Tuesday, November 21, 2006

Surfacing

Now with gratuitous Swee'pea pics.


I have finally begun the search for daycare. Finally, I am pulling myself out of De Nile, letting its water run down me and out of my eyes, allowing me to see clearly what I must do.

I remember when Swee'pea was three months old and the thought of ever leaving him was horrific. If I'd had to make the decision whether to return to work then, I would surely have chosen any financial sacrifices to make it happen. But now, I am ok with going back to work. I'm hoping they'll let me return for three days a week, but I'm still waiting to hear on that. And really, Sugar Daddy's income wouldn't keep us afloat on its own.

But I haven't gotten very far. I've looked on the Early Years Centre website for care providers but haven't actually phoned any. Because I can see already that none of them are perfect. They aren't in the location I want, and I didn't see any mention of organic living (not that we are living organically ourselves, but I'd love it if our daycare does).

Air Time

This morning we had a tiff about me showering. Sugar Daddy was late for work but I really needed a shower. I know if the roles had been reversed, he'd have flipped out if I stood in the way of his shower. So I took my shower because really what does 15 minutes matter? In the shower my neck and shoulder started spasming, and continues now; I'm sure the result of lugging 22 pounds of squirming wriggliness all day long, then fighting to keep myself on the outside few inches of bed, or curling myself in some way around 22 pounds of thrashing, rotating arms, legs and butting head all night. Is it me or is our bed tilted just to tip me out?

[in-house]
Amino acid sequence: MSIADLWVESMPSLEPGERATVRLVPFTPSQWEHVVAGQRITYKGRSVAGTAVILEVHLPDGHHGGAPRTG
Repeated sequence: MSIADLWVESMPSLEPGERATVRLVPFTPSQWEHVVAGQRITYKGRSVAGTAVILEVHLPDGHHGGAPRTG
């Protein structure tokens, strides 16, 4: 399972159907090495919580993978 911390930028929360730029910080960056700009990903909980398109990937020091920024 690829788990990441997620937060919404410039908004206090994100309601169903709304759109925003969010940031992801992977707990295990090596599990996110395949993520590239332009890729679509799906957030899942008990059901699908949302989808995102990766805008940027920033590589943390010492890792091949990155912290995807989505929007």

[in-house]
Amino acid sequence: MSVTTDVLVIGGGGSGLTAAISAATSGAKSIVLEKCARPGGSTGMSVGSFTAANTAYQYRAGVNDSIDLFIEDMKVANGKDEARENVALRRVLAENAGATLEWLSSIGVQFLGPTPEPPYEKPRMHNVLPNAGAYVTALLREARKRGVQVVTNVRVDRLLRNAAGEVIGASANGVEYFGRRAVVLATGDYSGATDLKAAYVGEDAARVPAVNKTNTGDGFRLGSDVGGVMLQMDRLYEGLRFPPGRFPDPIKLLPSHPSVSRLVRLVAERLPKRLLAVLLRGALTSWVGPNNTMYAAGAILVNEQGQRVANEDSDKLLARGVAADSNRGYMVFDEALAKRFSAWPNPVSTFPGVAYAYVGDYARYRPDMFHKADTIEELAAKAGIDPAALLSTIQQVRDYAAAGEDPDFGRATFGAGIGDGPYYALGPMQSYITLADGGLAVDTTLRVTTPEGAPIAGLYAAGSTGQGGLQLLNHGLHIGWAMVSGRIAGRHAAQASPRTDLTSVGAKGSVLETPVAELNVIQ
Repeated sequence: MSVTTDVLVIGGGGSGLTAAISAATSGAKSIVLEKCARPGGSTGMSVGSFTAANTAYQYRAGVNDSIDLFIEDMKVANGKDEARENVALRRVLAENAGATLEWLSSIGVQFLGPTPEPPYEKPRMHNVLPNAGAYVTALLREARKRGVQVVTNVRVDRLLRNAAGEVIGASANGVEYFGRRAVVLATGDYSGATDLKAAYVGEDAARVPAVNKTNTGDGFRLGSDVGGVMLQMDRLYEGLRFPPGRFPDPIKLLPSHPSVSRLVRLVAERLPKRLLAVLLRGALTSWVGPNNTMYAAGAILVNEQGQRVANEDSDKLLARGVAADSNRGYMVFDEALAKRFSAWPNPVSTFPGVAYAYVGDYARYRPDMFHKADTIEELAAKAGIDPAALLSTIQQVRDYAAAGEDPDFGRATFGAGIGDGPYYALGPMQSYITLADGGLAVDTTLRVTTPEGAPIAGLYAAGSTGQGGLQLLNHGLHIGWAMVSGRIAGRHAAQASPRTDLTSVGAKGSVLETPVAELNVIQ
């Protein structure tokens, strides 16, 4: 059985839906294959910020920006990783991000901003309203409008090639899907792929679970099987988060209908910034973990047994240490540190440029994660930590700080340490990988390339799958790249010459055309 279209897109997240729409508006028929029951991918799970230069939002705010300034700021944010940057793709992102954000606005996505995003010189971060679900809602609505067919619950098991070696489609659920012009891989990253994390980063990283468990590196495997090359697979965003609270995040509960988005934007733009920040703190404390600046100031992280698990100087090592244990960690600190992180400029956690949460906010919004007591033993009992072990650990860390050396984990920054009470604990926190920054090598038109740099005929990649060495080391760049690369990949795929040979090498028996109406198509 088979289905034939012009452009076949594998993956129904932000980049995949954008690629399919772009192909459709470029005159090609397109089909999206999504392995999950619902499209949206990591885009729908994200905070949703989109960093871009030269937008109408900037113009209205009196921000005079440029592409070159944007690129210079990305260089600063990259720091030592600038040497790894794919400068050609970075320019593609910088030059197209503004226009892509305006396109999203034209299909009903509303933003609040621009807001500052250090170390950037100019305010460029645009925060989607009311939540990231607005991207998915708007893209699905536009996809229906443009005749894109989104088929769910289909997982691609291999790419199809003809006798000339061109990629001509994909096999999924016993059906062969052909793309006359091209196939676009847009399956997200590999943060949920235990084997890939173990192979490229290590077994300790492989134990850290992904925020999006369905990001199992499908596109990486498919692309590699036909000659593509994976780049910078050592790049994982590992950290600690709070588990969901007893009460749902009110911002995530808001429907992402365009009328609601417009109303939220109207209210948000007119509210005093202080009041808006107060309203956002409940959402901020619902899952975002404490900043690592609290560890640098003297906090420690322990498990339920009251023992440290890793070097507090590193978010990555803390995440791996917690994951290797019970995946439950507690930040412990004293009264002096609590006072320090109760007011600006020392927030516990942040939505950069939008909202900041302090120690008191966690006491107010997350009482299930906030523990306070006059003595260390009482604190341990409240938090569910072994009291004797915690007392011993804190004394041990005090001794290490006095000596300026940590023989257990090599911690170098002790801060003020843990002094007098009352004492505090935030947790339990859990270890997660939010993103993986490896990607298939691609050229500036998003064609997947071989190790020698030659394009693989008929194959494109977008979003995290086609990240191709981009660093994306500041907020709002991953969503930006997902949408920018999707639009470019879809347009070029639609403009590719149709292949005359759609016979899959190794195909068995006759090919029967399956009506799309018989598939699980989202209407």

I found myself wondering in the shower, how will we cope when I return to work? Swee'pea sleeps until 9 most mornings, and I just don't know how we will get the three of us fed and dressed at an early enough hour for Sugar Daddy and I to work an eight-hour day. And we're already both completely tapped out. This weekend was tense, because both Sugar Daddy and I are feeling overstretched. He doesn't get much him time, though he does get the half-hour bike ride to and from work most days. And I don't get much physical time to myself. I love that I've been writing and making photographs, which I do mostly while Swee'pea sleeps. And that I get out once a week for belly dance. But even the things I do for enjoyment mostly seem to take effort. I don't have much that I do to replenish my energy.

This weekend we both talked about how our heads are spinning with the speed of life. Sugar Daddy wants to do yoga more and have more bubble baths (don't we all?). And still I asked him, where do I fit on that list? Because I miss him. I miss how we used to cuddle while we watched ER (now we may manage to watch while watching Swee'pea and keeping him out of trouble but only just). I miss how I used to wash dishes while he cooked, and we'd talk.

Modelling an alpaca wool sweater and toque from my friend who went to Peru for a few weeks just before Swee'pea was born

In the months since Swee'pea was born, and even before he was born, I have always thought that I would like to be a stay-at-home mom if we could manage it financially. But the other day, as I wrestled with Swee'pea and my frustration trying to change his diaper or his clothes, the thought crossed my mind as my impatience grew, that maybe I'm not cut out for it. Even though I'm not hugely ambitious or career-oriented, maybe it's better for me to be at work. And it made me really sad.